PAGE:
- Empire of Secrets: British Intelligence, the Cold War and the Twilight of Empire by Calder Walton
Harper, 411 pp, £25.00, February 2013, ISBN 978 0 00 745796 0
It’s pretty obvious why British governments have been anxious to keep the history of their secret service secret for so long. In the case of decolonisation, which is the subject of Calder Walton’s book, revelations about dirty tricks even after fifty years might do irreparable damage to the myth carefully cultivated at the time: which was that for Britain, unlike France, say, or the Netherlands, or Belgium, the process was smooth and friendly. Britain, so the story went, was freely granting self-government to its colonies as the culmination of imperial rule, which had always had this as its ultimate aim – ‘Empire into Commonwealth’, as the history books used to put it. If for no other reason, the myth was needed in order to make ordinary Britons feel better.
This secrecy was frustrating both to former members of the secret services who felt that some of their activities were deserving of retrospective credit – the codebreakers of Bletchley Park are the obvious example – and to historians who suspected that Britain’s secrecy laws might be hiding something important. This used to be a sensitive area. A few years ago, if you voiced this suspicion you would be called a conspiracy theorist, which was hardly helpful if you were an academic historian.
But as some of these suspicions came to look more plausible, and respectable people were prepared to corroborate them, so the government changed tack, abandoning its old blanket denial and replacing it with a strategy of ‘information management’, as Christopher Moran termed it in his recent book, Classified: Secrecy and the State in Modern Britain.[*] Historians thought sympathetic to the intelligence services were granted privileged access to closed papers in order to produce official histories. One of them was Christopher Andrew, who employed Walton to help him with The Defence of the Realm (2009), about MI5. Suddenly, one kind of conspiracy story – official plots and cover-ups – became acceptable. So Walton can now assert at the end of his book, without doing much damage to his academic reputation, that ‘the history of British decolonisation is a story of deception.’
Gradually, many of the dirtiest secrets of decolonisation were uncovered by historians, journalists and lawyers who sought redress in the courts for surviving elderly victims. The myth of an ‘orderly’ British retreat became more difficult to sustain. It may also have become less necessary, as time has passed and we have come to acknowledge the darker side of British imperialism. Any school syllabus that left out the atrocities committed by the British would immediately be seen now as the propaganda such courses used to be. Students need to learn the valuable historical lesson that any people – not just the Germans – can do terrible things.
This book doesn’t shy away from the atrocities that accompanied decolonisation, and indeed adds one or two examples. Walton’s revelations have come as a result of his researches into newly released MI5 and Joint Intelligence Committee files. (MI5, usually seen as the domestic arm of the intelligence services, also had responsibility for the empire. SIS – otherwise known as MI6 – covered abroad proper, including the ex-colonies after independence.) Walton knows MI5 well, of course, and seems to have taken a shine to it. Throughout the book he seeks to distance it from the worst late colonial failures and atrocities.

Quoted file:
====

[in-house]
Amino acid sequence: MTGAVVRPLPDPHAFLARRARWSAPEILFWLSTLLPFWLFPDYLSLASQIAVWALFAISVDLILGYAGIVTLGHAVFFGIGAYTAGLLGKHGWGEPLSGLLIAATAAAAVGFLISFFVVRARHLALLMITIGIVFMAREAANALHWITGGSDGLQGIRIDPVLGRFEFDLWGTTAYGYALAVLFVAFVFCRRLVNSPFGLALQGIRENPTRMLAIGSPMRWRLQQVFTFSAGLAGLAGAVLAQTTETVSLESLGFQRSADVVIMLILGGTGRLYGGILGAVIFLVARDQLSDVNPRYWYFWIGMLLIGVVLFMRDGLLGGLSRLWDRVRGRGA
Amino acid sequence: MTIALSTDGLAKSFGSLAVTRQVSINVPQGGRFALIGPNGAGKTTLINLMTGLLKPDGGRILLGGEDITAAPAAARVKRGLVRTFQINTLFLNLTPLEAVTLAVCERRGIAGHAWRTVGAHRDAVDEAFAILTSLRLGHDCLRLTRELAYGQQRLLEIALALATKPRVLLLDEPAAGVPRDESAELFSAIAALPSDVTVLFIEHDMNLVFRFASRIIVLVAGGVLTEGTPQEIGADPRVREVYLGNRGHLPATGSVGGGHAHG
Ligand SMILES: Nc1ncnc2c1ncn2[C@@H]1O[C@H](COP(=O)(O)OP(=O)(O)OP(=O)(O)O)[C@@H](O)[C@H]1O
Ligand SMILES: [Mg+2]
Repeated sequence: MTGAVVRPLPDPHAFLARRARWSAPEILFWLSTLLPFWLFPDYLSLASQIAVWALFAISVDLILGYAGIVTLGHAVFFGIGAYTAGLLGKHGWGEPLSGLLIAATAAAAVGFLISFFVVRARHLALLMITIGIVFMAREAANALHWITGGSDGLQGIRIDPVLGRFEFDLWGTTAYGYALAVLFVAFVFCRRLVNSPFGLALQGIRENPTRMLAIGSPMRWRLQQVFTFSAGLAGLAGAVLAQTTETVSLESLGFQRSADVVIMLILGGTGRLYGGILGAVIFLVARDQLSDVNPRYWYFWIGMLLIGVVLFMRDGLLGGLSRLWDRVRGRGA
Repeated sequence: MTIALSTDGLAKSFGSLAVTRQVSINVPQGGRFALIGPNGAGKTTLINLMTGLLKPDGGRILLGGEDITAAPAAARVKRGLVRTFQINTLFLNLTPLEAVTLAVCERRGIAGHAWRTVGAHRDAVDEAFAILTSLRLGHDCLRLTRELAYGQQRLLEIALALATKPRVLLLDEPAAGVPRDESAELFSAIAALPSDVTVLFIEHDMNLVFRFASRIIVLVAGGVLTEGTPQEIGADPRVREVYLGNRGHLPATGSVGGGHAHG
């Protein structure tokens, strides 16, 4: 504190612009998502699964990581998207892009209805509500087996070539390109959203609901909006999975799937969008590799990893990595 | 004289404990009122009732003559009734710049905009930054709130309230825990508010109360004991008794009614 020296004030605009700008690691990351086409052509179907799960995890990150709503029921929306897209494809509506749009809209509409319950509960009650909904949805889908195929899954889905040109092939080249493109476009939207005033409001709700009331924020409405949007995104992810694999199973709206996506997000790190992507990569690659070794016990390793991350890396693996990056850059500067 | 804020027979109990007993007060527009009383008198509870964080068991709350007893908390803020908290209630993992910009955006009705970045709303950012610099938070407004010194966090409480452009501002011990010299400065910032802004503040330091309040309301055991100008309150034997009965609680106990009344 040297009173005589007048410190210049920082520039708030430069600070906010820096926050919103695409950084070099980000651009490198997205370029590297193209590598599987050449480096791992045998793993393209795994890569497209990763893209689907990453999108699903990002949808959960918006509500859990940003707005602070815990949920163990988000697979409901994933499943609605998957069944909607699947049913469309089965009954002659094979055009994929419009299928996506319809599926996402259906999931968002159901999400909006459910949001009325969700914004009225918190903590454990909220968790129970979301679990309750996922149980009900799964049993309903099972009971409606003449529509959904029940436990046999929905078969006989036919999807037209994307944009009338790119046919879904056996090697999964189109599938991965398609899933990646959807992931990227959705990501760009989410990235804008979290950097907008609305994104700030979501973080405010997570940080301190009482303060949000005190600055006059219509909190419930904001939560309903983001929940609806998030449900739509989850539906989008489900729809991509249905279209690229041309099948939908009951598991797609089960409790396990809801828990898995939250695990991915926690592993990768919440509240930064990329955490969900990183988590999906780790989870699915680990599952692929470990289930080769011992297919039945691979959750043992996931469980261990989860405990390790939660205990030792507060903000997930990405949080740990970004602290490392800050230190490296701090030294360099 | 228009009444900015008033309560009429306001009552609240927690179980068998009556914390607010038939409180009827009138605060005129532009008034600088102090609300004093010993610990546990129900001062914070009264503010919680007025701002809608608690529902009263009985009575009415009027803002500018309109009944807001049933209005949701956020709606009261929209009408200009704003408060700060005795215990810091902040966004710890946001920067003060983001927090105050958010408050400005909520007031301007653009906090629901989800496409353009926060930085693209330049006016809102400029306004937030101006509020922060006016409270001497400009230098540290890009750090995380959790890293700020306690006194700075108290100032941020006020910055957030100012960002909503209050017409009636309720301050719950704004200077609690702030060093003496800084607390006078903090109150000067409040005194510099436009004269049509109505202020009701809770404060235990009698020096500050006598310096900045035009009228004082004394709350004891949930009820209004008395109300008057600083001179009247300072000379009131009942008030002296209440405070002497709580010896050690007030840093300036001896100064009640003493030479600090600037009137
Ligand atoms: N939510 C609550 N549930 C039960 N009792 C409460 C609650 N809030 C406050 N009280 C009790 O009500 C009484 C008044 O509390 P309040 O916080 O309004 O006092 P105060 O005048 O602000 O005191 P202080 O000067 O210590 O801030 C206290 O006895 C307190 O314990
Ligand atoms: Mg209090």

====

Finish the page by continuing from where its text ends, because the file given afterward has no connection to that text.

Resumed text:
MI5 had two basic roles during the decolonisation process. The first was to provide intelligence on nationalist leaders when they were in London, where most of them came to study (usually at the LSE) and to discuss their plans. The second was to advise colonial governments on how to gather intelligence. In the first of these roles MI5 comes over as fair, moderate and reassuring, not the paranoid blimps you might expect from its reputation in some circles (and from its earlier history). In the second role its problem, according to Walton, was that local governments took little notice of its advice until it was too late. Hence the atrocities in Palestine, Malaya, Kenya, Cyprus and elsewhere. Walton even suggests that if MI5 had been given the lead intelligence role in Northern Ireland before the 1990s, as it wanted, the Troubles would have been less troublesome. Things went downhill in the newly independent colonies only when SIS – or, worse, private security firms – supplanted MI5.
The full text of this book review is only available to subscribers of the London Review of Books.
[*] Cambridge, 449 pp., £25, December 2012, 978 1 107 00099 5.
Vol. 35 No. 7 · 11 April 2013
Referring to the controversy surrounding the death of Patrice Lumumba in1960, Bernard Porter quotes Calder Walton’s conclusion: ‘The question remains whether British plots to assassinate Lumumba … ever amounted to anything. At present, we do not know’ (LRB, 21 March). Actually, in this particular case, I can report that we do. It so happens that I was having a cup of tea with Daphne Park – we were colleagues from opposite sides of the Lords – a few months before she died in March 2010. She had been consul and first secretary in Leopoldville, now Kinshasa, from 1959 to 1961, which in practice (this was subsequently acknowledged) meant head of MI6 there. I mentioned the uproar surrounding Lumumba’s abduction and murder, and recalled the theory that MI6 might have had something to do with it. ‘We did,’ she replied, ‘I organised it.’
We went on to discuss her contention that Lumumba would have handed over the whole lot to the Russians: the high-value Katangese uranium deposits as well as the diamonds and other important minerals largely located in the secessionist eastern state of Katanga. Against that, I put the point that I didn’t see how suspicion of Western involvement and of our motivation for Balkanising their country would be a happy augury for the new republic’s peaceful development.
Vol. 35 No. 8 · 25 April 2013